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Format: Paperback
I have to agree with the other comments here. Toffler was writing over 40 years ago (the book was first published in 1970), but the world he describes sounds remarkably like the one we westerners now live in. Information overload, change as a disease (this is how Toffler at one point actually defines Future Shock), collapsing eco-systems, the throwaway society, the spreading use of drugs, the politics of nihilism and nostalgia (Islamic fascism anyone?) - it's all here!
Toffler has a neat line in pop-sociology and the book is crammed with clever and user friendly phraseology. But beneath the shimmering pop-friendly surface is a deeply thought through hypothesis. Very prescient and something of a classic.
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Format: Paperback
I read Future Shock immediately before reading Alvin and Heidi Toffler's latest book: Revolutionary Wealth. I am fascinated with thoughtful predictions of the future. Knowing the accuracy of the predictions he made about the future in Future Shock (which was first Published in 1970) would provide a good indication of how accurate he would be in Revolutionary Wealth.

I found the book extremely interesting, insightful, and well researched. It was scary at times, but upbeat at others. It discusses where we are headed as a society (from a 1970 perspective), and what lies ahead. It covers subjects such as: the throw away society, the fractured family, education of the future, the diversity of life styles, the origins of over choice, cloning and much more. Many of these topics are today's headlines...not bad for peeking into a crystal ball back in 1970!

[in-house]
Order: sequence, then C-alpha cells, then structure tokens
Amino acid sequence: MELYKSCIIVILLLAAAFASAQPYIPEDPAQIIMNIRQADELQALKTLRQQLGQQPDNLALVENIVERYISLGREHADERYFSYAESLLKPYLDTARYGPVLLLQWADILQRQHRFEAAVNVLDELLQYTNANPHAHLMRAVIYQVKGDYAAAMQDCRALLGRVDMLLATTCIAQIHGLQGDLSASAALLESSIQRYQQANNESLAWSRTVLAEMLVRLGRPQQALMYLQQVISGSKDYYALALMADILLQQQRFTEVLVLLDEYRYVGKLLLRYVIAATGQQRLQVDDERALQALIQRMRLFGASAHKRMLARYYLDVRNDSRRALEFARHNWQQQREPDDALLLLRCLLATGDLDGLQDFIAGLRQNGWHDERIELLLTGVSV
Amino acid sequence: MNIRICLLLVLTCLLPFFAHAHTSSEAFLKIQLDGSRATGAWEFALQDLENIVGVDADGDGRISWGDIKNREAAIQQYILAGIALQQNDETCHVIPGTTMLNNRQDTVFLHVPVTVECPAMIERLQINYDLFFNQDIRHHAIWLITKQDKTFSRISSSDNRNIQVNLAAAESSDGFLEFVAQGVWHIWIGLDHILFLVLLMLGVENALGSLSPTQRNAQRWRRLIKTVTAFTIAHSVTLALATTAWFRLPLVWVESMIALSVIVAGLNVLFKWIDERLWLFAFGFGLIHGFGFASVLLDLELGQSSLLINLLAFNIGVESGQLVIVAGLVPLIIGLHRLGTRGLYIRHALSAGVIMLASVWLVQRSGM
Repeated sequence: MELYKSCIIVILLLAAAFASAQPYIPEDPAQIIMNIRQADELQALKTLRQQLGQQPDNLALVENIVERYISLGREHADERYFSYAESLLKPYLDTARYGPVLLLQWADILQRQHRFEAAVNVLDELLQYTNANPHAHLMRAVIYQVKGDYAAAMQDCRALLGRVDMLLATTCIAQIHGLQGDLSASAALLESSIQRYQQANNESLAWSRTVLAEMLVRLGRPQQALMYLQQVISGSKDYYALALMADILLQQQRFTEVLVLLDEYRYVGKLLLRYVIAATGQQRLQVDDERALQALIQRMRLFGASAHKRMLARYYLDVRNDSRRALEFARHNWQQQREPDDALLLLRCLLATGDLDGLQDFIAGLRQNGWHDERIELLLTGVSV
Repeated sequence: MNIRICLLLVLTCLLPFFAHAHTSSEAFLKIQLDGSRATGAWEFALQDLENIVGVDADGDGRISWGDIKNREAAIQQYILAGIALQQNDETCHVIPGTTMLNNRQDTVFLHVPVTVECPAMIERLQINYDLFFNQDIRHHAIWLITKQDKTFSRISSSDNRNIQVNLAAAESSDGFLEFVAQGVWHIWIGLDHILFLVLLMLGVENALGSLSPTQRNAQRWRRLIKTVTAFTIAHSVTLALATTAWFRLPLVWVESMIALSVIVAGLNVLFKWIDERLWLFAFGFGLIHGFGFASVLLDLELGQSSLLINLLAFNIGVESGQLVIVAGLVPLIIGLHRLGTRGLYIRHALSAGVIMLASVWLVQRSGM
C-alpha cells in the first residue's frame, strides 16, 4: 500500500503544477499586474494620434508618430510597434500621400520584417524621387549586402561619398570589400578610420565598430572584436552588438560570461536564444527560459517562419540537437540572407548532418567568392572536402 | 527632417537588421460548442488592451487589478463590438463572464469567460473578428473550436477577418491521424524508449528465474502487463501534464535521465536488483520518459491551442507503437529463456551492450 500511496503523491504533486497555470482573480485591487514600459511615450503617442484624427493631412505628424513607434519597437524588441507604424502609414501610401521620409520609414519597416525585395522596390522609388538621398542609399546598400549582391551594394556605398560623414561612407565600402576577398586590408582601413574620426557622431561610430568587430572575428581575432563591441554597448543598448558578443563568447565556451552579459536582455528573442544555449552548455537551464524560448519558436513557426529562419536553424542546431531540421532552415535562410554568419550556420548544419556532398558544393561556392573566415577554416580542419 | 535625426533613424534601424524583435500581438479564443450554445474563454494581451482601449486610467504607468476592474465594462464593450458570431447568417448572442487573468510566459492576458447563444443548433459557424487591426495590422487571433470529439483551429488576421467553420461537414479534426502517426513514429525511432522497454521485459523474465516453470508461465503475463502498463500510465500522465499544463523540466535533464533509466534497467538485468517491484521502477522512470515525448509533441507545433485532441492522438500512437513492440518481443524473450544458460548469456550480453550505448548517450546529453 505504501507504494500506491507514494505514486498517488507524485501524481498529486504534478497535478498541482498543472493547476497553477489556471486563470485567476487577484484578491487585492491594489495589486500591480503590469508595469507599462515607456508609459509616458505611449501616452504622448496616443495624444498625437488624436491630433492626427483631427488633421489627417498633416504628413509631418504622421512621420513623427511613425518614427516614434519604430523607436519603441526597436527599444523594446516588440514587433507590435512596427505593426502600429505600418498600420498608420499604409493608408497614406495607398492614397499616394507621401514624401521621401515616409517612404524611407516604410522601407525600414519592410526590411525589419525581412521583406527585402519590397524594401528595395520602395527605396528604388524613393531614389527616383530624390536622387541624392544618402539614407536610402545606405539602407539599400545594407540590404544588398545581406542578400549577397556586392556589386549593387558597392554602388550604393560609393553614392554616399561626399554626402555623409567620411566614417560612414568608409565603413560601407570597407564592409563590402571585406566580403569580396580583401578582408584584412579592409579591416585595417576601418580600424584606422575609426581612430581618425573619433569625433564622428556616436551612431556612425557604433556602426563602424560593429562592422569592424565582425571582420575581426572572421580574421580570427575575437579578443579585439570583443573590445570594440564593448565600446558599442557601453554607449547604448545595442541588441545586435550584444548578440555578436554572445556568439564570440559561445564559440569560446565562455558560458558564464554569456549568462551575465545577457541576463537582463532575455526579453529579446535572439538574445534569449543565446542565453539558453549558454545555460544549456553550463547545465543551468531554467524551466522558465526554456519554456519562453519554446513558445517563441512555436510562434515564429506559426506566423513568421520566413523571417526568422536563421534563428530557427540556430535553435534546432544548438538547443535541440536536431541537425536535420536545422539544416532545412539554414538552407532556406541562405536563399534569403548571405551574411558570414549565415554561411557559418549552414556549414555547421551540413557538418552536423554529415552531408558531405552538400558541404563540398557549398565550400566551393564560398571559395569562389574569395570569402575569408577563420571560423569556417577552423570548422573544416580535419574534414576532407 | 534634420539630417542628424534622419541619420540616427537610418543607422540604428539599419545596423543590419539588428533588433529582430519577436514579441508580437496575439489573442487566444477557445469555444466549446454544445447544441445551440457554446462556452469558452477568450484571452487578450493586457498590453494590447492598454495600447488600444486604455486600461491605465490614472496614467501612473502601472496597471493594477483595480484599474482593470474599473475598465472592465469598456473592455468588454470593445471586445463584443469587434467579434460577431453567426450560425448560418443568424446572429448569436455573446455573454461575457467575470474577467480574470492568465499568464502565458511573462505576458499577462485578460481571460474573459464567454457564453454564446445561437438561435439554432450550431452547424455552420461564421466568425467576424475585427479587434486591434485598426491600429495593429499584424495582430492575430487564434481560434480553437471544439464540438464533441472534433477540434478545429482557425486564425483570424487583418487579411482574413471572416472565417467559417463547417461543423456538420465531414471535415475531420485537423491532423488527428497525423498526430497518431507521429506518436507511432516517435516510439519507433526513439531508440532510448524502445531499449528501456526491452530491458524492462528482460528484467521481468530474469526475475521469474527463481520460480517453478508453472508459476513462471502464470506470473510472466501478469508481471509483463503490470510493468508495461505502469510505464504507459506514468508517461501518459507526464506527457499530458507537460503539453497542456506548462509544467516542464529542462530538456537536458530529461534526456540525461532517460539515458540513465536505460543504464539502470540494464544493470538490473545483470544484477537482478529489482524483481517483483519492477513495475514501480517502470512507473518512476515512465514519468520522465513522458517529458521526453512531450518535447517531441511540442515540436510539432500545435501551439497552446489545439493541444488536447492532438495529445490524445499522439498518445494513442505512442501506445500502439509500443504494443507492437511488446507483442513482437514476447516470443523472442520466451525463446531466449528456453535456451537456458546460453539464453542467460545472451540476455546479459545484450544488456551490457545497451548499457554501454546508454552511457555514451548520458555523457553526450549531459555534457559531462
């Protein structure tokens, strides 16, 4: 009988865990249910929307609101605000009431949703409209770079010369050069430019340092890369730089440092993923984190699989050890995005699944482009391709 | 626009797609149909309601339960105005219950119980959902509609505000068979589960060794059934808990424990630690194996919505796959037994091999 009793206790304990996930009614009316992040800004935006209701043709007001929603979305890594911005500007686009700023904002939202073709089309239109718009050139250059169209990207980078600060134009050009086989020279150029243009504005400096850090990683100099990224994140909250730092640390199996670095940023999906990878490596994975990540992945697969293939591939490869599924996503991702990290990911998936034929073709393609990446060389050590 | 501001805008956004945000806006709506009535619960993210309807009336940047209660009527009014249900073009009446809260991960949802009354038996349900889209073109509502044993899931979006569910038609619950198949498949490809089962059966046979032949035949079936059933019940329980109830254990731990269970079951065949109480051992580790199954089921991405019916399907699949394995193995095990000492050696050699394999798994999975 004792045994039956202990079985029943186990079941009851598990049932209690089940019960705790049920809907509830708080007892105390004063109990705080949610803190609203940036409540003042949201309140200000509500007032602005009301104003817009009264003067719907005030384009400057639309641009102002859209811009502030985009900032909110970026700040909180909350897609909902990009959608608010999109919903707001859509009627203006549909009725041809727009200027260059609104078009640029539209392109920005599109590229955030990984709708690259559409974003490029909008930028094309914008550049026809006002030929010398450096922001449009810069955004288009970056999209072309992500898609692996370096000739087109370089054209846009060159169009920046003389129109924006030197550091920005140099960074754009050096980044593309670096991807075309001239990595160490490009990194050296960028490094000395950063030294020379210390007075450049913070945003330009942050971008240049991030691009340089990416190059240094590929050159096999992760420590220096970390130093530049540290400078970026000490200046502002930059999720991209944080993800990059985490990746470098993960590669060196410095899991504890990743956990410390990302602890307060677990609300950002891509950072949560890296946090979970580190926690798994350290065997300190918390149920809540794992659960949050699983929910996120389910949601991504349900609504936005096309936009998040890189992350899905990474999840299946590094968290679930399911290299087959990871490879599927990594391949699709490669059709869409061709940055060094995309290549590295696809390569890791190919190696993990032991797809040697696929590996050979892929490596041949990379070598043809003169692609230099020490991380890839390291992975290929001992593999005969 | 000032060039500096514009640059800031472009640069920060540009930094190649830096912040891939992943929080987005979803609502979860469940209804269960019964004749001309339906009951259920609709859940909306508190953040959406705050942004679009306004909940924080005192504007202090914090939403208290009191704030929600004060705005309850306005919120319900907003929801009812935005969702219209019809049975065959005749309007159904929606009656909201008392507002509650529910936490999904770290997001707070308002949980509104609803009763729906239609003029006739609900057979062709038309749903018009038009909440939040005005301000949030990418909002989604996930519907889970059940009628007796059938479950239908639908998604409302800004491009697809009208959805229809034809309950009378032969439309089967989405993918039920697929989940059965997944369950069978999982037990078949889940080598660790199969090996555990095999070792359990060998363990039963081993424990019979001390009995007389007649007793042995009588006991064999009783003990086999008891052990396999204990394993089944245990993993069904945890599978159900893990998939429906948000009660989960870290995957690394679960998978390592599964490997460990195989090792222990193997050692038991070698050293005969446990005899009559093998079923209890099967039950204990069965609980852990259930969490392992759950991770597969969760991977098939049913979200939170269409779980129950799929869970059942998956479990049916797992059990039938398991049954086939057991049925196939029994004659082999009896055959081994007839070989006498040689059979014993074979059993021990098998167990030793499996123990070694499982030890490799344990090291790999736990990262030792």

At times I caught myself thinking "There is nothing new here; Toffler is just eloquently describing today's society." Then I realized when the book was written.

Toffler has an amazing ability to look at the very beginning of trends and then extrapolate a future out of those trends. His predications come from interviews with many world experts. Toffler then uses his critical thinking skills to integrating everything he has learned. From this knowledge he constructs a vision of the future. Not only that, he provides options we should consider to create a positive future for ourselves.

It is amazing enough to predict the future relatively accurately. By providing us with options, Toffler completed this masterpiece of writing.

Some of the predications Toffler made didn't come to pass. That's to be expected. There are so many that have come to pass that it makes this book a powerful work.
Read more ›
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Format: Paperback Verified Purchase
This book tells us much about our present situation and the impending future although it was first published in 1970. Tofler first examines the way in which technology and its exponential growth both then and correctly predicting now is fuelling ever quickening change in society. He surmises that such a process entails future shock, a failure of individuals or groups to thrive in an ever mutating situation and to drop out or collapse in some way. Some of his predictions seem a bit far of the mark now (for instance a decrease in beauraucracy), but on the other hand many are quite accurate and reflect and extrapolate upon the sudden changes in society in the sixties. For an ever more quickly changing world it seems important that one of the major problems today is just that - Future Shock, an inability to deal with those changes.